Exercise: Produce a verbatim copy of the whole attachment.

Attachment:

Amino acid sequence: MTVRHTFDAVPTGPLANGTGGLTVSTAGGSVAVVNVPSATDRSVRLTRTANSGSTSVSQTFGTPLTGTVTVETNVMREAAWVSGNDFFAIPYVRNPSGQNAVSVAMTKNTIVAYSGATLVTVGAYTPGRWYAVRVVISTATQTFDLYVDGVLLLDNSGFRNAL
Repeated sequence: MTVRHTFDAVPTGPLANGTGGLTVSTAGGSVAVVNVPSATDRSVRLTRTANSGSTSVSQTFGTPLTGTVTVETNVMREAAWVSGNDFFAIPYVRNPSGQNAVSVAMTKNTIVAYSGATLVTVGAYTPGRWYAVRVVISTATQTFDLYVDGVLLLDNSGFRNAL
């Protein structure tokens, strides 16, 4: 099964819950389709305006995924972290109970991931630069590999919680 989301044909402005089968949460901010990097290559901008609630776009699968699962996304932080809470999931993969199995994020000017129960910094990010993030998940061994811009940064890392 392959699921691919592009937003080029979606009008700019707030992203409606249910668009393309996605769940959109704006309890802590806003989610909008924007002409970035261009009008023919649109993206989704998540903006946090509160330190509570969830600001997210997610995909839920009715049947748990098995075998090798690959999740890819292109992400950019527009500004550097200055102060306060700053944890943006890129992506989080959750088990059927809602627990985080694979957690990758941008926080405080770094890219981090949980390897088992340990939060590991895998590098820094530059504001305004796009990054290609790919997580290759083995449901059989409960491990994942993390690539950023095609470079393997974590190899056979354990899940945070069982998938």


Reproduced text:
Amino acid sequence: MTVRHTFDAVPTGPLANGTGGLTVSTAGGSVAVVNVPSATDRSVRLTRTANSGSTSVSQTFGTPLTGTVTVETNVMREAAWVSGNDFFAIPYVRNPSGQNAVSVAMTKNTIVAYSGATLVTVGAYTPGRWYAVRVVISTATQTFDLYVDGVLLLDNSGFRNAL
Repeated sequence: MTVRHTFDAVPTGPLANGTGGLTVSTAGGSVAVVNVPSATDRSVRLTRTANSGSTSVSQTFGTPLTGTVTVETNVMREAAWVSGNDFFAIPYVRNPSGQNAVSVAMTKNTIVAYSGATLVTVGAYTPGRWYAVRVVISTATQTFDLYVDGVLLLDNSGFRNAL
């Protein structure tokens, strides 16, 4: 099964819950389709305006995924972290109970991931630069590999919680 989301044909402005089968949460901010990097290559901008609630776009699968699962996304932080809470999931993969199995994020000017129960910094990010993030998940061994811009940064890392 392959699921691919592009937003080029979606009008700019707030992203409606249910668009393309996605769940959109704006309890802590806003989610909008924007002409970035261009009008023919649109993206989704998540903006946090509160330190509570969830600001997210997610995909839920009715049947748990098995075998090798690959999740890819292109992400950019527009500004550097200055102060306060700053944890943006890129992506989080959750088990059927809602627990985080694979957690990758941008926080405080770094890219981090949980390897088992340990939060590991895998590098820094530059504001305004796009990054290609790919997580290759083995449901059989409960491990994942993390690539950023095609470079393997974590190899056979354990899940945070069982998938």